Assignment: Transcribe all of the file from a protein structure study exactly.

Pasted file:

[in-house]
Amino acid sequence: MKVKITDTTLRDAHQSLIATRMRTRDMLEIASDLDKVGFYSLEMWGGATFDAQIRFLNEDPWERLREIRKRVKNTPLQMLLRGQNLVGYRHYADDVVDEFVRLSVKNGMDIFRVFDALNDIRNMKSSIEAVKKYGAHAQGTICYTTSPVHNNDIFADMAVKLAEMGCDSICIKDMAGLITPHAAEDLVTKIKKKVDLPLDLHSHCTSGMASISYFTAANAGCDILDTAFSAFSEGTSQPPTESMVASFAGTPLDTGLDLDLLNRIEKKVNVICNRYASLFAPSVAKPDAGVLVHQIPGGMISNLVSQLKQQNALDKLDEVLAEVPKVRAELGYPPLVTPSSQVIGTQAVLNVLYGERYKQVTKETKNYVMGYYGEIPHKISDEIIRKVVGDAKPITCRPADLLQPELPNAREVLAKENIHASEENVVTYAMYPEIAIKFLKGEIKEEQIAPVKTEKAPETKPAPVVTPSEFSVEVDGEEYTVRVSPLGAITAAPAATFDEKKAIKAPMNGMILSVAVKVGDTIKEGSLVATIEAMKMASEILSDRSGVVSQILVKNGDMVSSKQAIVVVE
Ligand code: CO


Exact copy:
[in-house]
Amino acid sequence: MKVKITDTTLRDAHQSLIATRMRTRDMLEIASDLDKVGFYSLEMWGGATFDAQIRFLNEDPWERLREIRKRVKNTPLQMLLRGQNLVGYRHYADDVVDEFVRLSVKNGMDIFRVFDALNDIRNMKSSIEAVKKYGAHAQGTICYTTSPVHNNDIFADMAVKLAEMGCDSICIKDMAGLITPHAAEDLVTKIKKKVDLPLDLHSHCTSGMASISYFTAANAGCDILDTAFSAFSEGTSQPPTESMVASFAGTPLDTGLDLDLLNRIEKKVNVICNRYASLFAPSVAKPDAGVLVHQIPGGMISNLVSQLKQQNALDKLDEVLAEVPKVRAELGYPPLVTPSSQVIGTQAVLNVLYGERYKQVTKETKNYVMGYYGEIPHKISDEIIRKVVGDAKPITCRPADLLQPELPNAREVLAKENIHASEENVVTYAMYPEIAIKFLKGEIKEEQIAPVKTEKAPETKPAPVVTPSEFSVEVDGEEYTVRVSPLGAITAAPAATFDEKKAIKAPMNGMILSVAVKVGDTIKEGSLVATIEAMKMASEILSDRSGVVSQILVKNGDMVSSKQAIVVVE
Ligand code: CO